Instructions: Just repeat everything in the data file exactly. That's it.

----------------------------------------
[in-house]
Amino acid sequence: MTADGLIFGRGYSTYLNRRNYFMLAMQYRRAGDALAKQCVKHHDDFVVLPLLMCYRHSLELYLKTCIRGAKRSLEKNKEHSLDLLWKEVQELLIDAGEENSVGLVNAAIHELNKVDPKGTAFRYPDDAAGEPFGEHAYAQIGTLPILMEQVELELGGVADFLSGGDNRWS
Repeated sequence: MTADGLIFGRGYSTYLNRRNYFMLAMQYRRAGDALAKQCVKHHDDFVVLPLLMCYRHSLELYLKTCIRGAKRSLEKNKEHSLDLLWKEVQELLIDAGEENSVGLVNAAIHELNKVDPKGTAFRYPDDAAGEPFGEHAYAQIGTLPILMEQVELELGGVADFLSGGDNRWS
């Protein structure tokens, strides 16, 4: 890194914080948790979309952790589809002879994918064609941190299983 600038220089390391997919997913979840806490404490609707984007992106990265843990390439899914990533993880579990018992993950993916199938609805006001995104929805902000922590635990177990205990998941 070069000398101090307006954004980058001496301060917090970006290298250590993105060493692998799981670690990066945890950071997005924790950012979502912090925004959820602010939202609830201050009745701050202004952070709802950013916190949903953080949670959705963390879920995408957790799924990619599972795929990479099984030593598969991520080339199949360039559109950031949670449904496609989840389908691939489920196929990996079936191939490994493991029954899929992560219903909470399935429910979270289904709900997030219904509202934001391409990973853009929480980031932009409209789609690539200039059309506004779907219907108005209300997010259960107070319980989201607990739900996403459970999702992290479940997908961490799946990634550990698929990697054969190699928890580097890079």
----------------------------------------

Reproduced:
[in-house]
Amino acid sequence: MTADGLIFGRGYSTYLNRRNYFMLAMQYRRAGDALAKQCVKHHDDFVVLPLLMCYRHSLELYLKTCIRGAKRSLEKNKEHSLDLLWKEVQELLIDAGEENSVGLVNAAIHELNKVDPKGTAFRYPDDAAGEPFGEHAYAQIGTLPILMEQVELELGGVADFLSGGDNRWS
Repeated sequence: MTADGLIFGRGYSTYLNRRNYFMLAMQYRRAGDALAKQCVKHHDDFVVLPLLMCYRHSLELYLKTCIRGAKRSLEKNKEHSLDLLWKEVQELLIDAGEENSVGLVNAAIHELNKVDPKGTAFRYPDDAAGEPFGEHAYAQIGTLPILMEQVELELGGVADFLSGGDNRWS
């Protein structure tokens, strides 16, 4: 890194914080948790979309952790589809002879994918064609941190299983 600038220089390391997919997913979840806490404490609707984007992106990265843990390439899914990533993880579990018992993950993916199938609805006001995104929805902000922590635990177990205990998941 070069000398101090307006954004980058001496301060917090970006290298250590993105060493692998799981670690990066945890950071997005924790950012979502912090925004959820602010939202609830201050009745701050202004952070709802950013916190949903953080949670959705963390879920995408957790799924990619599972795929990479099984030593598969991520080339199949360039559109950031949670449904496609989840389908691939489920196929990996079936191939490994493991029954899929992560219903909470399935429910979270289904709900997030219904509202934001391409990973853009929480980031932009409209789609690539200039059309506004779907219907108005209300997010259960107070319980989201607990739900996403459970999702992290479940997908961490799946990634550990698929990697054969190699928890580097890079």